2. It is fair to say that every IFA I know has seen their fees to clients increase. The demand for our services as IFAs are there but it is not worth the risk to my business to bring our fees down and support smaller clients as I used to. I would love to be able to ‘pile them and sell them cheap’ but the regulations and risks of complaints & compensations are to great. The recent rise in the FCA & now MAS fees reported and even ongoing questionable actions by FOS and the FSCS are making a bad situation worse.

    What a toxic combination . You really could not make this sort of fiasco up.

  3. It’s time to grow up and realise that adviser charging was just an olive branch from the FSA to IFA’s. It’s a branch that will be snatched back pretty soon and any IFA that is not directly billing their clients is unlikely to have a viable business when support for adviser charging is removed.

  4. Surely adviser charging should be allowed against all products as at present providers are not allowing adviser charging against old-style contracts that they quite prepared to turn off the commission if any alterations done to that contract.

    This will therefore mean that some advisers will recommend clients switching products to an RDR charging ready product as clients don’t want to pay the fees out of their net salary rather preferring instead to have it deducted from product. I am a supporter of the RDR process but I suspect that this could be the next miss selling scandal if regulator does not force providers to allow charges on legacy policies.

  5. All advisers HAD to be ready for RDR of they were unable to trade. The providers and platforms however didnot have to jump through the same hoops!

  6. The whole idea of the ban on commission, and the change to the adviser charging model, was to provide the client with a clear charging structure and an option as to how they pay the charge.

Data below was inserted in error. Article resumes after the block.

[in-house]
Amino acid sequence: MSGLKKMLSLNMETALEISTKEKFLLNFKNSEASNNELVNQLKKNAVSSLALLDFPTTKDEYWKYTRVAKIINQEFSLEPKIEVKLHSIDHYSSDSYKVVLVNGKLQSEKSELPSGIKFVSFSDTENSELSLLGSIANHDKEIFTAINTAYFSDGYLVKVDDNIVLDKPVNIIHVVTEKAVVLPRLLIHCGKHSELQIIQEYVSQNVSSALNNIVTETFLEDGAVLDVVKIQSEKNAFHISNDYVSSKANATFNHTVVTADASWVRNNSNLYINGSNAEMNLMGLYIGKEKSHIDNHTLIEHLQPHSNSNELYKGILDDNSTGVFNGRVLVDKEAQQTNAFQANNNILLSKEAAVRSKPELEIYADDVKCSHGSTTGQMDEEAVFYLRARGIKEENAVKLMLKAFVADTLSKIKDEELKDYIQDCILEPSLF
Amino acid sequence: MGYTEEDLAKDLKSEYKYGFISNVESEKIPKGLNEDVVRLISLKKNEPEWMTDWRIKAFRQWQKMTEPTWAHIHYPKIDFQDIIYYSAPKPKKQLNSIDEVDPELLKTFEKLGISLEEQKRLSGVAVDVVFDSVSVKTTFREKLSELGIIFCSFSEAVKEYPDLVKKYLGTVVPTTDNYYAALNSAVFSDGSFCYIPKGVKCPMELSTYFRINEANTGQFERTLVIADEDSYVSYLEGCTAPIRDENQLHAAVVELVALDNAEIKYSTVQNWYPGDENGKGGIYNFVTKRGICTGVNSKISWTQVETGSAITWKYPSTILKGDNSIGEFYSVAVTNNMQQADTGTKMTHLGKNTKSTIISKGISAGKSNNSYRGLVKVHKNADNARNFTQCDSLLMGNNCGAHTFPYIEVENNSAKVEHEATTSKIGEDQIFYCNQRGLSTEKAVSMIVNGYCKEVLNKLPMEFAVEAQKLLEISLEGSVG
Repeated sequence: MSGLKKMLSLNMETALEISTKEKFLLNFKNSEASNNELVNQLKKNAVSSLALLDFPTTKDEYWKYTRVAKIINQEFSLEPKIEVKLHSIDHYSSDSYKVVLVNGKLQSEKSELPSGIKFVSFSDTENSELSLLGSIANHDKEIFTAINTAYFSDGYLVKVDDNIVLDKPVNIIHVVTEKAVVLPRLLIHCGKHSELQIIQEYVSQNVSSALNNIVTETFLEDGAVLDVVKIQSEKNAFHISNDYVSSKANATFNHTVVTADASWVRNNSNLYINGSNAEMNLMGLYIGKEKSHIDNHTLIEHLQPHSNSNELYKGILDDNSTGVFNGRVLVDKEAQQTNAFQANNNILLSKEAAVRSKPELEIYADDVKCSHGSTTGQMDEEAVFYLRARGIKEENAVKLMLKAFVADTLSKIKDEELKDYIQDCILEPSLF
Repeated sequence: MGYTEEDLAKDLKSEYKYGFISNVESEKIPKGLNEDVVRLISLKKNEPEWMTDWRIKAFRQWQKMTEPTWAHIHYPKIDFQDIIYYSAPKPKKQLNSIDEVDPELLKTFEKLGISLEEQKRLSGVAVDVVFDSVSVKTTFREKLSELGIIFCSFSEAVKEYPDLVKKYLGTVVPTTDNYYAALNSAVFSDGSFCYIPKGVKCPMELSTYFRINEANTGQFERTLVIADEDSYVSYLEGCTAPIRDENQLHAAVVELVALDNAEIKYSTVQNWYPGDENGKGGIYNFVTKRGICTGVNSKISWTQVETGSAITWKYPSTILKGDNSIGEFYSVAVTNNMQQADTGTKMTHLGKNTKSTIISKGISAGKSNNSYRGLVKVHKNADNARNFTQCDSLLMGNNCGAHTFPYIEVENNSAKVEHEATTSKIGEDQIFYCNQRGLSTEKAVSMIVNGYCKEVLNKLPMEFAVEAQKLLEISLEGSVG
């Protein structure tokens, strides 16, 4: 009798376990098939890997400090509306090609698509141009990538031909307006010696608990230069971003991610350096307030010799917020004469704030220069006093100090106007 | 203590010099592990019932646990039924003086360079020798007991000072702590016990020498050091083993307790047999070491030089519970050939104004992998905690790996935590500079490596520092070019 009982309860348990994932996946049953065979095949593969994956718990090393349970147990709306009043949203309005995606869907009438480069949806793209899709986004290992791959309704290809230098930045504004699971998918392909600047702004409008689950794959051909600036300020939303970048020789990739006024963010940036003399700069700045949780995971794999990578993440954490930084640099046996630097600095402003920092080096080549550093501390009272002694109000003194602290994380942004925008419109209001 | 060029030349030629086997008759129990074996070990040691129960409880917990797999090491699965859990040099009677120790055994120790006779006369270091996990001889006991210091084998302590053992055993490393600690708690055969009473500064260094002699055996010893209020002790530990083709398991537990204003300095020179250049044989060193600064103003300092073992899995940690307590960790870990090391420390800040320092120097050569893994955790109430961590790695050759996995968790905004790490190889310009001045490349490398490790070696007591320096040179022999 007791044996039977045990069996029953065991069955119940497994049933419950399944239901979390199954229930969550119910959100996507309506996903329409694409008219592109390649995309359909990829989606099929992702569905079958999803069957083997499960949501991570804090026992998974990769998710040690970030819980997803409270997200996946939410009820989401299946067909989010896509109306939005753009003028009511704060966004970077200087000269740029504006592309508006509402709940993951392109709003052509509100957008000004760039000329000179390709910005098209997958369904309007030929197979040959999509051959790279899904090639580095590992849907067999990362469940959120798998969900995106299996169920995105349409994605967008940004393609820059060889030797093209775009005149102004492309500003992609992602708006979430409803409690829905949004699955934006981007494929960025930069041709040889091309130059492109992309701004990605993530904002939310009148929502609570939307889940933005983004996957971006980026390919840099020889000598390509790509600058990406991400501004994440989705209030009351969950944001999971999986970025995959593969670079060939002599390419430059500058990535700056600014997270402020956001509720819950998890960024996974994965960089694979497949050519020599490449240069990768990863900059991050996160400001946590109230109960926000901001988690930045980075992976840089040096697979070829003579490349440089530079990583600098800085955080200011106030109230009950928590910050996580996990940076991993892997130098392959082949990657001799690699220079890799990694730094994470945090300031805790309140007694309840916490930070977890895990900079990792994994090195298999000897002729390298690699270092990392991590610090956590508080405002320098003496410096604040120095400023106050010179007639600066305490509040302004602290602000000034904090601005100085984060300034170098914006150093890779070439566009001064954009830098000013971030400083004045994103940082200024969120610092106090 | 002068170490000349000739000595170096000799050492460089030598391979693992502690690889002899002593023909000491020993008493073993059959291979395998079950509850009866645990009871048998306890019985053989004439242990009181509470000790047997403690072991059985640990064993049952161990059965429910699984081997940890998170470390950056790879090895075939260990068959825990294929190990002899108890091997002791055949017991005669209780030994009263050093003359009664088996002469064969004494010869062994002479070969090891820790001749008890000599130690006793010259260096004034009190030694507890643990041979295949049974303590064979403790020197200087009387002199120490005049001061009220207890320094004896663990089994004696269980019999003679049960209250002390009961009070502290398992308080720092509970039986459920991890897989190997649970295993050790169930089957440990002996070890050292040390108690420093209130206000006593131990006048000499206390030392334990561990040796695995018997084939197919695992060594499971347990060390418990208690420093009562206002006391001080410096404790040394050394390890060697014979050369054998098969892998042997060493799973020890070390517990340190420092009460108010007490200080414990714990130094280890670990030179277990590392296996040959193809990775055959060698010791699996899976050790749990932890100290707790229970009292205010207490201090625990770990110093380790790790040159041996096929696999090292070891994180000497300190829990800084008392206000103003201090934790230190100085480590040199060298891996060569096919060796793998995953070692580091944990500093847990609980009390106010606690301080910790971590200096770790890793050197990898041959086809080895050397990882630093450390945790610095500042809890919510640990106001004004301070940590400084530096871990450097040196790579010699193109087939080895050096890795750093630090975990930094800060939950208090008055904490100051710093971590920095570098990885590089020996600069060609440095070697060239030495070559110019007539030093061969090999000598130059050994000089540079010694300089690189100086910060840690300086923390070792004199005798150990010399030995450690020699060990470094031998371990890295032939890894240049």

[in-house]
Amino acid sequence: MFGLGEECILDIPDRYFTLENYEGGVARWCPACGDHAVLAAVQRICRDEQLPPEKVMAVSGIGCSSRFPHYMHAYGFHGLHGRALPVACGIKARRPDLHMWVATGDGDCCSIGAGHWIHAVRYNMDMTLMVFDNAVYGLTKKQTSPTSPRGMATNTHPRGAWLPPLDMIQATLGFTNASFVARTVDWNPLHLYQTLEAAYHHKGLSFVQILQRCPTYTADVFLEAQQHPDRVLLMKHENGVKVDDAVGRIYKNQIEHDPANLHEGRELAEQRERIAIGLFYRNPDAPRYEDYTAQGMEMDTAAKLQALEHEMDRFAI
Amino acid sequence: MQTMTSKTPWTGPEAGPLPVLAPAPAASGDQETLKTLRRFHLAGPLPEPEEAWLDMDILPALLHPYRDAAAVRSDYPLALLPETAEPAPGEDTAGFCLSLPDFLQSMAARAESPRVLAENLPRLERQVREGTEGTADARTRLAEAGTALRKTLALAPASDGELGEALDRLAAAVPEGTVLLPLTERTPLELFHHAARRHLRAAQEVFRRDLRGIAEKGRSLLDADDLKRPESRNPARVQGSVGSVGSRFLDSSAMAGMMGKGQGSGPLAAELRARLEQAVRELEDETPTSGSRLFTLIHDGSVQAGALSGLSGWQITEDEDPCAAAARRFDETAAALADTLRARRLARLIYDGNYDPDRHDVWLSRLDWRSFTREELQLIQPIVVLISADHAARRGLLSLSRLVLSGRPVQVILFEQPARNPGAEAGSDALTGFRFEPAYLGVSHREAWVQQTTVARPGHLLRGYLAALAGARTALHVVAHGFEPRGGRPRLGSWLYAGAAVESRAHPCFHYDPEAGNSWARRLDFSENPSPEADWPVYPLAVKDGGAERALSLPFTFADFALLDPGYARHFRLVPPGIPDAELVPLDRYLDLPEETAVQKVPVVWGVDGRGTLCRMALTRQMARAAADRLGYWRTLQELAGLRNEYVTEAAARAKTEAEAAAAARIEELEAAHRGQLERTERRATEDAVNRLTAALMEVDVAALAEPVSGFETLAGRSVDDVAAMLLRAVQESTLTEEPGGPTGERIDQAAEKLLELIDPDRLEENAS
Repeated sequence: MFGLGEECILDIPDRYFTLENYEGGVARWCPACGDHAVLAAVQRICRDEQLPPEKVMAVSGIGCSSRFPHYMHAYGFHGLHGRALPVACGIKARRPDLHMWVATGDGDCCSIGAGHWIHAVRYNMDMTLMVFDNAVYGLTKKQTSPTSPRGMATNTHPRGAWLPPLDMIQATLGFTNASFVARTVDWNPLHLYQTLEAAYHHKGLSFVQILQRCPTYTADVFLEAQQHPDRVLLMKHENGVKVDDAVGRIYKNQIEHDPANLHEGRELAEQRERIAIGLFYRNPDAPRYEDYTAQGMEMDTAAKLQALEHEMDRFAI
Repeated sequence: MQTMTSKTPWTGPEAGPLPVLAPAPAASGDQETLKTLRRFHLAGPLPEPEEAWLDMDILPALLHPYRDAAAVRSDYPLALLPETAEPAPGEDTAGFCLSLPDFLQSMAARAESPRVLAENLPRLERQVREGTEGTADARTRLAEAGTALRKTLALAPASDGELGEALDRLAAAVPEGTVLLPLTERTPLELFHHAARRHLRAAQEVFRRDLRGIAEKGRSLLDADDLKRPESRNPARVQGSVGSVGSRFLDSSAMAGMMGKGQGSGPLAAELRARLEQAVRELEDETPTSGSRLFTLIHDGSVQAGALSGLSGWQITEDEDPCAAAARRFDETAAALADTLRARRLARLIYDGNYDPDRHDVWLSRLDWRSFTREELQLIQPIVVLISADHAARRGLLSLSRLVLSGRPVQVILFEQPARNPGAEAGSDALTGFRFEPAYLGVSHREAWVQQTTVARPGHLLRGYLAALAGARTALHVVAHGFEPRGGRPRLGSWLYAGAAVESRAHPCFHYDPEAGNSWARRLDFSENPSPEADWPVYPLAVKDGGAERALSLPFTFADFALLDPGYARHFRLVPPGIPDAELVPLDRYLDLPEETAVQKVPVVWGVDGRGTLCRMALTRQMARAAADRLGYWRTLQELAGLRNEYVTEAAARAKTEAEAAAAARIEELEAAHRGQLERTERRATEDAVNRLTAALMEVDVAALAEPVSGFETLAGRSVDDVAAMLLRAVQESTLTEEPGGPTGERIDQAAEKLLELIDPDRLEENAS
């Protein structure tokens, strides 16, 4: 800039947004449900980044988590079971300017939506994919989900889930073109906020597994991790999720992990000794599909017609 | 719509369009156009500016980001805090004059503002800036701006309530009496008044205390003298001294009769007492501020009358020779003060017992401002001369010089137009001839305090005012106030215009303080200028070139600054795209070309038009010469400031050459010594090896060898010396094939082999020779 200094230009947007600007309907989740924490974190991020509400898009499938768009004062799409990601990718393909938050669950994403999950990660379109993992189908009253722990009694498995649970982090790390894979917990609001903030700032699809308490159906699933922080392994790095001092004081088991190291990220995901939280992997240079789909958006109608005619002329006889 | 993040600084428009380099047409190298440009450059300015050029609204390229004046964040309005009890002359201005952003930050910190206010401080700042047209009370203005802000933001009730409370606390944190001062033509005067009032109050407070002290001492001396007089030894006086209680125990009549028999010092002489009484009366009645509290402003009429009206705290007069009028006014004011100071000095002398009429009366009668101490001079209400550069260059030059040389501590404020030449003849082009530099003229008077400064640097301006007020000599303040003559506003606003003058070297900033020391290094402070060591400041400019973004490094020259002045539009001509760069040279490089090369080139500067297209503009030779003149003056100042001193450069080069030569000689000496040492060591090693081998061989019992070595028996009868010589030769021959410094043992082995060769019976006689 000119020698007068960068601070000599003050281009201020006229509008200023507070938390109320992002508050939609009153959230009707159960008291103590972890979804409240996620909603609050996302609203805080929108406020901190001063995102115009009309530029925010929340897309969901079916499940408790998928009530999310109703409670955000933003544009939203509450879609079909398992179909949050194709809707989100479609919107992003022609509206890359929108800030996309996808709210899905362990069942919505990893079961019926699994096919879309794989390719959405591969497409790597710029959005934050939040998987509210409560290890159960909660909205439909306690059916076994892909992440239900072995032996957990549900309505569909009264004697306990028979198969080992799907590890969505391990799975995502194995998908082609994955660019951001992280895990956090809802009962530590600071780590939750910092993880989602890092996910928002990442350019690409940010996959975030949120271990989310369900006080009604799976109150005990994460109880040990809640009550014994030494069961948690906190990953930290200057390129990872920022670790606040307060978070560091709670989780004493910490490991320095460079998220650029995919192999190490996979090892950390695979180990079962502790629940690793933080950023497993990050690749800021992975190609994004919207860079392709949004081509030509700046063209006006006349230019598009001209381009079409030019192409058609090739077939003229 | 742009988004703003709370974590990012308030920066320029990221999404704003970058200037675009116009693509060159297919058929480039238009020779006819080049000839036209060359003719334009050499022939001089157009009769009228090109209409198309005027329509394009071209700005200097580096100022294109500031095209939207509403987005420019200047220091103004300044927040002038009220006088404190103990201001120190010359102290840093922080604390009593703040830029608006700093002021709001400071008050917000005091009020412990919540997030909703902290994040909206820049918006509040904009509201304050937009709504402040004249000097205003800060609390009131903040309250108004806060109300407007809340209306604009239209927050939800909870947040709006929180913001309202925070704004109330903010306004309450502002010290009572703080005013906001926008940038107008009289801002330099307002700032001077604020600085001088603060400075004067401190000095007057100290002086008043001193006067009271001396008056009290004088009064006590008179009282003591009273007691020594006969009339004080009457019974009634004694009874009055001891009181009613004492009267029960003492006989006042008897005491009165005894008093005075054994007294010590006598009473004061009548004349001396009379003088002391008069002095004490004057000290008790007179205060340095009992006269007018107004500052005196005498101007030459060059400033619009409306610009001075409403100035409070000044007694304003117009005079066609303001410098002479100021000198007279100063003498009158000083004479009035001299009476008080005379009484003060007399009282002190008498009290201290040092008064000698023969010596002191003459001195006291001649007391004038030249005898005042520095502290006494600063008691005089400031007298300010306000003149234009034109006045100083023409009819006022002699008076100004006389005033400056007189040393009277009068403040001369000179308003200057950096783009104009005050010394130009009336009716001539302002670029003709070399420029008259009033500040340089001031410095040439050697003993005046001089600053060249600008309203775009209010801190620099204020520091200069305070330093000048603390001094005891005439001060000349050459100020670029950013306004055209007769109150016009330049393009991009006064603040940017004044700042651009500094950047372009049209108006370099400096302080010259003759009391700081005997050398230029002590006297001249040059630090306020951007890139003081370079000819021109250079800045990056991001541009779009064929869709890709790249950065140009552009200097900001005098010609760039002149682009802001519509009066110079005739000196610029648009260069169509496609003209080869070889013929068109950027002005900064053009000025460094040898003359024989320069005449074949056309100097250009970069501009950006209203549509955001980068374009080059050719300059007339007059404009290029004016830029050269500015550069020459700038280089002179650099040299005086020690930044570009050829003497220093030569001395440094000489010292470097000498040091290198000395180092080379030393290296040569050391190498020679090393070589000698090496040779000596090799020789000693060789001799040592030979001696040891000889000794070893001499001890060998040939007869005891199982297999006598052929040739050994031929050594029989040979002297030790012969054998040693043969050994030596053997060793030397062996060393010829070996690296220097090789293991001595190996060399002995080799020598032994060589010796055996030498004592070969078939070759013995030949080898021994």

Providers then restricting adviser charging options are going against the spirit of RDR as they are restricting the choice of the client. Worse still they cancel trail commission but keep charges to the client the same. That is simply theft.

  7. Would you spend millions updating your IT systems for legacy products knowing that the FSA/FCA is likely to change their mind once again?

  8. @Roy Miles… the decision as to whether a provider offers a facilitated advice charge option via their product is a business decision and has nothing to do with being RDR compliant.

  9. I look forward to the Small Claims Court cases that are going to be brought against providers for not providing adviser charging facilities against legacy policies.

    I also look forward to seeing the court cases where providers have switched off commission but pocketed that commission for themselves. Surely this goes against the principle of treating clients fairly.

  10. The problem with RDR is that the powers that be actually thought the public would be happy to write out a cheque each year for advice – when actually a large percentage want it taken out of their investment.

    Unfortunately the FSA pressed on ahead with this expecting everyone to play along.